An investigation of the additional needs and associated financial costs of disability from the perspective of disabled people themselves. While it has long been acknowledged that disabled people face additional costs to meet their needs, there has been no clear evidence of the true extent of these.
In this study, the research used a rigorous consensual standard methodology to develop budgets based on needs. The authors review disabled people's incomes, employment, benefits and other services in order to provide a context for the budget standards.
Using five case studies of disabled people of working age with physical or sensory impairments and a range of levels of need, they then draw up and explain the detail of their budget standards. They conclude with an overview of these standards, and discuss the implications of their findings. The analysis identifies a wide range of additional costs, and finds that benefits fall significantly short of the budgets required by disabled people to ensure an acceptable, equitable quality of life.
It is well known that disabled people face additional costs to enable them to meet their needs. However, there has been no clear evidence about the true extent of these costs. This research, conducted by the Centre for Research in Social Policy with the support of Disability Alliance, presents budget standards for groups of disabled people who have different needs arising from physical or sensory impairments. The budget standards represent the amounts disabled people (of working age) require in order to cover the costs of an acceptable and equitable quality of life. They were developed by disabled people themselves, through a series of rigorously conducted focus groups. The budgets were not based on 'wish lists'. Rather, they represent the minimum essential resources necessary to meet disabled people's needs, to enable them to achieve, as far as possible, a 'level playing field' with non-disabled people. They were arrived at through debate and negotiation within the focus groups. The research found that:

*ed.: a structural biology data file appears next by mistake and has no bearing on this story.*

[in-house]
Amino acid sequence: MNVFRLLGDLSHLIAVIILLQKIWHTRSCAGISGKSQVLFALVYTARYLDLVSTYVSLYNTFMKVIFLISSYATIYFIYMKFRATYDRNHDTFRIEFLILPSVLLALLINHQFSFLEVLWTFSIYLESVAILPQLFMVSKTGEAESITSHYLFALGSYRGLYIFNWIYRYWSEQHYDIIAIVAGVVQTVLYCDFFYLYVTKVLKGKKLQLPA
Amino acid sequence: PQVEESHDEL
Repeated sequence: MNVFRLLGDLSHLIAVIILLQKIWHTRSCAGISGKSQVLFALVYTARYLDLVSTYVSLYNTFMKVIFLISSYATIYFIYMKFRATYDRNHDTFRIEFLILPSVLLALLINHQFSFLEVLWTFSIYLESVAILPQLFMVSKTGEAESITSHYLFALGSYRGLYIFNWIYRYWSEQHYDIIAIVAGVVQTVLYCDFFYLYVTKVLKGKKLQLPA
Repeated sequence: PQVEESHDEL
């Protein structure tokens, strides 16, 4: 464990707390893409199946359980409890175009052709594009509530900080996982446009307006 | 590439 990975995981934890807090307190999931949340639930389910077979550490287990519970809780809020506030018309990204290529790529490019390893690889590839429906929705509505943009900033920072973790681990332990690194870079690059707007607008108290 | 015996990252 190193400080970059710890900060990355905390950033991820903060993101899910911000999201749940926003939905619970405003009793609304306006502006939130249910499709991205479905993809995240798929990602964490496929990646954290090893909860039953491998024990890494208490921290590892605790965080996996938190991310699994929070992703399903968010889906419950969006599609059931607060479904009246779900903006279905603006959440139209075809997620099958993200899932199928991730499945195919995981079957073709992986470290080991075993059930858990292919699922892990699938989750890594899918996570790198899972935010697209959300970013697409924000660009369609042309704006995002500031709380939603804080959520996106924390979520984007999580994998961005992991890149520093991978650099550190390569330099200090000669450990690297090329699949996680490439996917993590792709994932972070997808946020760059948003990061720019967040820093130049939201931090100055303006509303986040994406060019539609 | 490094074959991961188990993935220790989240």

- £1,513 for a person with high-medium mobility and personal support needs;
- £448 for a person with intermittent or fluctuating needs (i.e. from relatively negligible needs to higher needs);
- £389 for a person with low-medium needs;
- £1,336 for a person with needs arising from hearing impairment;
- £632 for a person with needs arising from visual impairment.
Disabled people have a disproportionate risk of being poor, i.e. of having an income below 60 per cent of the national median average. Department for Work and Pensions statistics for 2002-03 showed that 29 per cent of households with disabled people were poor, compared with 17 per cent of households without disabled people. However, these statistics underestimate the true extent of poverty among disabled people because they are based solely on income (including disability benefits), and do not take into account the additional costs disabled people may incur because of their disabilities.
Lack of information about disabled people's living costs mean that levels of nationally provided financial benefits and local services are determined using limited evidence. Certain state benefits are meant to offset, at least partially, the additional costs associated with disability, but the extent to which these benefits meet additional needs and costs is unknown.
The purpose of this study was to investigate the additional needs and associated financial costs of disability from the perspective of disabled people themselves. Rather than focusing on what disabled people spend, the research investigated what disabled people need in order to be on a 'level playing field' with non-disabled people. Participants were allocated to different groups, based on the type and degree of their disability, and they prepared in advance for group meetings. This ensured that the full extent of additional costs was explored.
The budget standards developed in the study are based on one disabled person living alone in suitably adapted, rented accommodation. They do not include prescription charges or any income, benefits, services or items provided by health, social or other services.
Most of the participant groups reported additional costs in most areas of expenditure examined, i.e. food, clothing, household maintenance, fuel and power, household goods and services, transport, communications, recreation/culture, education, health, personal care, insurance and special occasions. Those with the highest needs had the highest costs in all areas except: